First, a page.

Under the “personal comfort” doctrine, “an employee remains in the course and scope of employment if he or she engages in an activity that is not his or her appointed work task, but which is a ‘personal comfort’ activity that bears a sufficient connection to his or her employment.”  U.S. Bank v. Pohrman, 272 Or App 31, rev den, 358 Or 70 (2015).  In Pohrman, the court explained that seven factors have been used to make that determination, with a general focus on whether the activity was contemplated, directed by, or acquiesced in by the employer, where the activity occurred, and whether the employer benefited from the activity.  Id. at 44-45; see Jordan v. Western Electric, 1 Or App 441, 443 (1970).  Of these factors, the Board has primarily focused on whether the relevant personal comfort activity is contemplated by both the employer and claimant, and whether such activity was acquiesced in by the employer.  See Angelina Cox, 68 Van Natta 792, 796 (2016).

Here, I find the “personal comfort” doctrine inapplicable because the employer took multiple steps to deter its employees from smoking (i.e., the relevant personal comfort activity at issue).  The employer expressly prohibits all employees from using tobacco or smoke products on its premises, thereby making it difficult for employees to smoke during breaks.  There is a financial incentive for employees to stop using tobacco products.  Claimant testified that she could save considerable money in health insurance premiums if she ceased using tobacco products.  She testified she had access to a no-cost tobacco cessation program offered by the employer.  The employer’s policy clearly sets out to discourage its employees from smoking.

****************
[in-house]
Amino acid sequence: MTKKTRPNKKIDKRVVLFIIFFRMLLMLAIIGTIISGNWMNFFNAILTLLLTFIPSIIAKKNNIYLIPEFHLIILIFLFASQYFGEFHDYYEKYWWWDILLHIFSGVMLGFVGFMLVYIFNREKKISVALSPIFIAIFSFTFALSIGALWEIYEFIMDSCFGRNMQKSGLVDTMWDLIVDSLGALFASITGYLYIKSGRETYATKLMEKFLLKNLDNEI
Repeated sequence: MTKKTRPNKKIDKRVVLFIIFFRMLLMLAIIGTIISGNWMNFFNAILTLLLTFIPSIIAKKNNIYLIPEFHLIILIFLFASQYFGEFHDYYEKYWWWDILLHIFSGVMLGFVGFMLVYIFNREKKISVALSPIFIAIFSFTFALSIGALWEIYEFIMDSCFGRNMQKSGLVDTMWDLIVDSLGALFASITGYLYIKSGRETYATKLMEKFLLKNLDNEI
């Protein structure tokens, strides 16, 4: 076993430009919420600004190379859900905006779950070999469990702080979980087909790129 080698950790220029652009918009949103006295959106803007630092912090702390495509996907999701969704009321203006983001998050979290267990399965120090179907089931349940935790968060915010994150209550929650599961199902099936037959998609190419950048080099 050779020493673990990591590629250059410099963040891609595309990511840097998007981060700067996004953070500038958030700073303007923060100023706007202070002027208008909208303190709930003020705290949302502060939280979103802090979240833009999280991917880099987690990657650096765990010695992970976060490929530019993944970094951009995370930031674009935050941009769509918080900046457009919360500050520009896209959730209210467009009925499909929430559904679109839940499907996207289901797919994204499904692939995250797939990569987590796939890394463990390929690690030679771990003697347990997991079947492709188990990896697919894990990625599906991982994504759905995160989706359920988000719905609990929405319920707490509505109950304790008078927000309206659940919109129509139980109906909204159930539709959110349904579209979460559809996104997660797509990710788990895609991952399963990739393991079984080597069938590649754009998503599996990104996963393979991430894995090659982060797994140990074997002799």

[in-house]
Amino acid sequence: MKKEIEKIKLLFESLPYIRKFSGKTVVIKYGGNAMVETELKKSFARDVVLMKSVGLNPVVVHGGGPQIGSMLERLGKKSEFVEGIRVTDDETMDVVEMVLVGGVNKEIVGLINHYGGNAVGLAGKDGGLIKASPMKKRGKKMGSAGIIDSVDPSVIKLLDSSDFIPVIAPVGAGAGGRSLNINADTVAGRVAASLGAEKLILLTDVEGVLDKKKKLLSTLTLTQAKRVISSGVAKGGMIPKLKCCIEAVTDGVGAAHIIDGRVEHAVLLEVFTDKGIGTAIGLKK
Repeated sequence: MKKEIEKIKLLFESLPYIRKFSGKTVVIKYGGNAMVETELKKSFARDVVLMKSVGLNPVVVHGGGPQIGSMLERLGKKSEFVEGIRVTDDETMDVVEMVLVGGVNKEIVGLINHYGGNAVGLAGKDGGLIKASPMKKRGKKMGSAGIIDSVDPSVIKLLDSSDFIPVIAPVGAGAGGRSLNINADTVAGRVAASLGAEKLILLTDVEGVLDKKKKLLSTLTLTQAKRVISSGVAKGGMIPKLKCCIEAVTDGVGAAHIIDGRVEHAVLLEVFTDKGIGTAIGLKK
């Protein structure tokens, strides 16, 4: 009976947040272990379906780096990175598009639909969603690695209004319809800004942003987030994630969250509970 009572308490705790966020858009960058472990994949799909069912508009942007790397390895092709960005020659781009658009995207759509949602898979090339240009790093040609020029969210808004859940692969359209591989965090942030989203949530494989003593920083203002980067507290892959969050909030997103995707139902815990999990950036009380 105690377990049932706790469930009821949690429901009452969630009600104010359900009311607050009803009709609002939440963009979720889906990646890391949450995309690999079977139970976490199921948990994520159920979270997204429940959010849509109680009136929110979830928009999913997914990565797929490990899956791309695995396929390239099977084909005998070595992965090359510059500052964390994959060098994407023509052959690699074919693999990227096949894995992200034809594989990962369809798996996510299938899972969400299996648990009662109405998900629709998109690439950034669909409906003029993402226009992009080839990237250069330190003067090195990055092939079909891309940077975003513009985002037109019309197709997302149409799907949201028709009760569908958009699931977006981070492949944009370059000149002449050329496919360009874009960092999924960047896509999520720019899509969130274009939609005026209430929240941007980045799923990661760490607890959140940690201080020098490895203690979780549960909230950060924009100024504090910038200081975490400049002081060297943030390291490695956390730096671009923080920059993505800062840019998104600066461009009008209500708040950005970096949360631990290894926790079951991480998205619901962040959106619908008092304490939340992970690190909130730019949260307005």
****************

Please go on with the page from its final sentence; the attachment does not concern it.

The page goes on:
Claimant nevertheless remonstrates that the employer acquiesced in claimant’s smoking break off campus because the employer had knowledge of its employees smoking near the off-campus lodging facility and did nothing to prohibit it.   However, claimant testified that the employer had no control over what she did during her breaks.  Moreover, ORS 659A.315 specifically prohibits an employer from requiring, as a condition of employment, that any employee or prospective employee refrain from using lawful tobacco products during nonworking hours, except when the restriction relates to a bona fide occupational requirement.  If I adopt the claimant’s argument, the employer will in essence be left with a “Sophie’s Choice”—the employer can commit unlawful employment discrimination by forbidding smoking during breaks and potentially avoid workers’ compensation liability, or the employer can comply with the requirements of the anti-discrimination statute but risk having its “silence” construed as an acquiescence to a “personal comfort” activity (thereby incurring workers’ compensation liability).  Such an expansive view of the “personal comfort” doctrine would be highly inequitable to the employer and can potentially result in an absurd outcome in a number of scenarios.   I find the employer did not direct or acquiesce in claimant’s smoking break off campus.  While the employer arguably benefited from the effect of stress-relief from claimant’s smoking break, claimant testified that she could have relieved work-related stress by relaxing in the staff lounge but chose to smoke instead on her own volition.  I find claimant was on a personal mission of her own at the time of her injury, and she was not engaged in an activity necessary and incidental to her employment.  For these reasons, I decline to apply the “personal comfort” doctrine.